Style. A good thing right? Stylish people, stylish things, stylish places, stylish magazine. In his mesmerising ‘lost’ 1971 interview, Bruce Lee says “I do not believe in styles anymore: because of styles people are separated. They are not united together because styles became law.” Granted, he was talking about style in the context of Jeet Kune Do, however there is something to be said about ‘no-style’ – or at least a flexible approach to it.


Single malt Scotch has amassed a passionate following over the past few decades, and for the most part distilleries have built their reputation on the fact that their distinctive drams are easily identifiable by aficionados and are seen as being ‘pure’ expressions of the craft: unadulterated by other whiskies typically found in blends. But recently Jim Murray’s notoriously divisive annual publication – the Whisky Bible – raised the hackles of the whisky world, with not a single Scotch placed in the top three, and interestingly a Japanese whisky (The Yamazaki Single Malt Sherry 2013, incidentally) taking the top spot.

Don’t look so surprised. Japanese tipples have been slowly but surely nipping at the heels of the old guard since Bruce donned his first jumpsuit, and some might say their evasive ‘style’ is key to their phenomenal success. Unlike Scotch, where centuries of history and an abundance of distilleries have traditionally weaved a rich tapestry of flavours for blends and as a result are typically owned by larger parent companies, the Japanese whisky industry has had a slower, more considered approach since deciding to distil its first few drops of uisge beatha in the 1920s.

Although undeniably schooled and influenced by the Scottish style, the many decades during the 20th Century when the total of Japanese distilleries could be counted on one hand meant that to create their own blends the Japanese would rely on a single distillery to develop a range of styles for blends. This lack of restriction from the shackles of tradition (and parent companies with ulterior motives) is likely to have informed the progressive and innovative approach that is seeing whisky buffs today ready to sell their first born for but a wee drop of Karuizawa 1972.

Of course, this is not to say that Japanese whisky is the be all and end all in the world of whisky, and mind boggling innovation can be found all over the world – not least in the eyebrow-raising, rule-breaking, old guard-baiting Bruichladdich distillery on Islay.

Rocking up to the rock ‘n’ roll distillery with its turquoise colour scheme and fact-of-the-matter ‘PROGRESSIVE HEBRIDEAN DISTILLERS SINCE 1981’ written in no uncertain terms in its Akzidenz-Grotesk font gives a hint of things to come. Here, they do things a little differently, much to the chagrin of the Scotch Whisky Association, which this Victorian whisky distillery has ruffled the feathers of one too many times and which it is proudly and resolutely, not part of.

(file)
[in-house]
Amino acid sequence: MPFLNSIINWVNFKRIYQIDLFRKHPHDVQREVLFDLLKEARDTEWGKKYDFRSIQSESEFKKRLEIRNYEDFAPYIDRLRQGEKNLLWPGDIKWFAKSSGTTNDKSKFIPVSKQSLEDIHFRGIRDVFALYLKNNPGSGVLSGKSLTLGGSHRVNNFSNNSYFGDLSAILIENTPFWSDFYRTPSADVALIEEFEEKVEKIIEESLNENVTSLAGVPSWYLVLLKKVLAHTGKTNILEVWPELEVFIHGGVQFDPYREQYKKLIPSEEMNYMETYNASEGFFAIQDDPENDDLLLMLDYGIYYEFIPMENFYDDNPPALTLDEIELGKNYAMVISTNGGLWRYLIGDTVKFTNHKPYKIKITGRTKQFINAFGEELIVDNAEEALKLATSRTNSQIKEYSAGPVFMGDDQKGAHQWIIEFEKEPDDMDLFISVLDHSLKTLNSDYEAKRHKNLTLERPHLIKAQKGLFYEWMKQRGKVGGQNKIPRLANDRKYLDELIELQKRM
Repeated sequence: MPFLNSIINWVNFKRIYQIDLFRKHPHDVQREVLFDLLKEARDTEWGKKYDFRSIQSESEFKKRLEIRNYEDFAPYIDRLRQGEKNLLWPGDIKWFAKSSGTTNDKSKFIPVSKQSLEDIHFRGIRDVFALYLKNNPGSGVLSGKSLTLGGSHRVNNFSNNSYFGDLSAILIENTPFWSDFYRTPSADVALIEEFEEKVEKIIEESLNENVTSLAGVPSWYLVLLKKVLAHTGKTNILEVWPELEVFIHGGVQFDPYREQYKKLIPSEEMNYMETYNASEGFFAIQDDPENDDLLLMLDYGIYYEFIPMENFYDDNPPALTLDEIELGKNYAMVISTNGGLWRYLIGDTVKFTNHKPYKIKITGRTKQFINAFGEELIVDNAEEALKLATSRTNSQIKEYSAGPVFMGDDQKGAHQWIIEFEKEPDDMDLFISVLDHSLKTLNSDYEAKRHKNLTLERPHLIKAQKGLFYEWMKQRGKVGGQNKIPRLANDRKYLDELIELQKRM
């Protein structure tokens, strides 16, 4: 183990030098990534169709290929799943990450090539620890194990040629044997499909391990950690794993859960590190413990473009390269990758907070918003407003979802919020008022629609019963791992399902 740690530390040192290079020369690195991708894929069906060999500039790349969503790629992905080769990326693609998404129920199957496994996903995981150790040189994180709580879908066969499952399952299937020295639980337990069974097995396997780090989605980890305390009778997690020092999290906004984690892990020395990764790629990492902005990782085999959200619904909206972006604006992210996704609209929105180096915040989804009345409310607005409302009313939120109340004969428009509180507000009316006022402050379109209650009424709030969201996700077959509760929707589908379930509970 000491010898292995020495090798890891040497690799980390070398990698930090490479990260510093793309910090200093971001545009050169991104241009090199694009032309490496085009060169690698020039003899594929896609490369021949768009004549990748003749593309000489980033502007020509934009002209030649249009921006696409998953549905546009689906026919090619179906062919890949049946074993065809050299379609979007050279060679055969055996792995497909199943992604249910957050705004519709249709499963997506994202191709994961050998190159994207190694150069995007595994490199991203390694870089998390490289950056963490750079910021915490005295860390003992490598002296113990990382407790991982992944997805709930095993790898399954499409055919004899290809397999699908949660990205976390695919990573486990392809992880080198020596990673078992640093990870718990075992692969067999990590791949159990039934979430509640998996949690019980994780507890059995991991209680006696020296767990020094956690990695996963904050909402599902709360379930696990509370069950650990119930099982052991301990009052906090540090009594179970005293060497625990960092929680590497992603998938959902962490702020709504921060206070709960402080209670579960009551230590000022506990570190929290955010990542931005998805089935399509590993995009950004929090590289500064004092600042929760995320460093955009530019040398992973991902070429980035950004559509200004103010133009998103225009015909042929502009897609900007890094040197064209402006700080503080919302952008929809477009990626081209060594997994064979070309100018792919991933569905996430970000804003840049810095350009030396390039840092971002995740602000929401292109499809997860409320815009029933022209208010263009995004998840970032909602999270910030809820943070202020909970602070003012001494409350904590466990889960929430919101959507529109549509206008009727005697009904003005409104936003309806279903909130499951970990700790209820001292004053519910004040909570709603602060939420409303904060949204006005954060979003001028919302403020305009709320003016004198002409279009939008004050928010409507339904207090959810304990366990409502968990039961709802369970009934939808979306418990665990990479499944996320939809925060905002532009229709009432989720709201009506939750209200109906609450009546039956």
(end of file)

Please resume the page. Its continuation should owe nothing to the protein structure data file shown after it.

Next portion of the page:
Naturally their entry-level Bruichladdich Laddie Classic showcases the distillery’s elegant, fruity and floral style, but trying to keep track of the its 430 plus-and-growing expressions of whisky is as futile as explaining to the migratory geese on the island that every time they gobble up an ancient strain of barley on Islay a whisky writer somewhere sheds a tear.

The constantly evolving range of expressions is in no small part due to the fact that aside from the un-peated Bruichladdich (unusual for an island whisky) and their excellent island-foraged-botanical ‘The Botanist’ gin, the distillery has revived the heavily peated Port Charlotte from its long-gone neighbouring distillery, as well as creating the infamous Octomore: named after the farm from which a peaty trickle of water informs what is scientifically – yet deceptively – the world’s peatiest whisky (and former Jim Murray’s Whisky Bible single malt of the year in 2011, described by master distiller Jim McEwan as an “iron fist in a velvet glove”).

“Be like water, my friend” Bruce Lee says, and water sourced from the peaty Octomore spring or nearby ‘water reservoir’ (read: puddle) is not the extent of McEwan’s focus and fascination with terroir. Jim was being a bit like water himself when he filled the wellies of his role, seeing an opportunity to flow from the neighbouring Bowmore distillery as an chance to express himself by challenging expectations and convention.